Things are so exciting in the field of exoplanet discovery these days, and yesterday they just got even more so.
In a press conference yesterday afternoon, NASA announced the discovery of a seriously cool planetary system. TRAPPIST-1 is 39 light-years away, and has seven Earth-sized planets in it. And three of them are in the so-called “goldilocks” zone. Technically we already knew about the system. It was announced in May that the TRAPPIST telescope (Transiting Planets and Planetesimals Small Telescope) in Chile had found three planets in the system, and this latest announcement concerns refined observations by the NASA Spitzer Space Telescope and ground-based telescopes like the European Southern Observatory’s Very Large Telescope (VLT).
So what do we know about this system? Well, for starters, it’s seriously small. TRAPPIST-1 — named for — is an ultra-cool red dwarf, and it’s pretty small. It’s 0.114 solar radii. Just for the record, Jupiter’s roughly 0.1 solar radii, so that’s what we’re talking about here. Now it’s got about eighty times the mass of Jupiter (0.08 (+/- 0.009) solar masses, vs roughly 0.001 solar masses), which is why it’s a star and not a big old radioactive planet, but even so, the scale we’re dealing with isn’t very large. The entire TRAPPIST-1 system would fit within a fraction of the orbit of Mercury.
And yet there are seven Earth-sized planets there.
As you can see in this comparison, the green areas are the “habitable zone.” Now you’ll notice above that Venus and Mars are both technically in our system’s “habitable” zone, so there’s no actual indication of habitability. What it means is that, under the right circumstances — maybe with the right atmosphere, the right magnetic field, the right rotational period — it’s possible for liquid water to pool on the surface of the planet. Under the wrong circumstances, well, you’ve seen Venus and Mars, right?
And as is the case with tiny star systems, these things are just flinging around their star. TRAPPIST-1b (the closest one, a is the star itself) goes around its star every 1.51 days. The potentially habitable ones (e, f, and g) fling around at 6.1, 9.21, and 12.35 days each, respectively. That’s at best a two week year. And when planets are that close to their stars, they often become tidally locked — right now we know the closest two, b and c, definitely are. There’s still some debate in the scientific community about it, but tidally-locked planets aren’t considered great places to live, mostly because one side is so hot you die, and the other side is so cold you die.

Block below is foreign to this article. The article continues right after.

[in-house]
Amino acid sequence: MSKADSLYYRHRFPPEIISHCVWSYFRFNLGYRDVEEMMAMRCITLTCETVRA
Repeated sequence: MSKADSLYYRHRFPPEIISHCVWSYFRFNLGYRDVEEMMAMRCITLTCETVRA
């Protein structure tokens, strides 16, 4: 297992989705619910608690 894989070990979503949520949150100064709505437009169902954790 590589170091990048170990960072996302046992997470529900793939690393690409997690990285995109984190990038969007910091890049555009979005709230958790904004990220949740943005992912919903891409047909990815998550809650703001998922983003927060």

We don’t know if they have atmospheres, or if they do, what they’re made of. But the simple existence of systems like this — and in our “neighbourhood” — really ups the chances that we’ll someday find life out there.
The next step will be after we launch the James Webb Space Telescope next year. It should have the sensitivity to detect whether they have atmospheres and if so whether they have the markers of life in them. Meanwhile TRAPPIST and Spitzer and many others will be searching for more systems like this going forward. Because maybe this is just the tip of the iceberg.
I can’t wait.
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Richard Ford Burley is a human, writer, and doctoral candidate at Boston College, as well as Deputy Managing Editor at Ledger, the first academic journal devoted to Bitcoin and other cryptocurrencies. In his spare time he writes about science, skepticism, feminism, and futurism here at This Week In Tomorrow.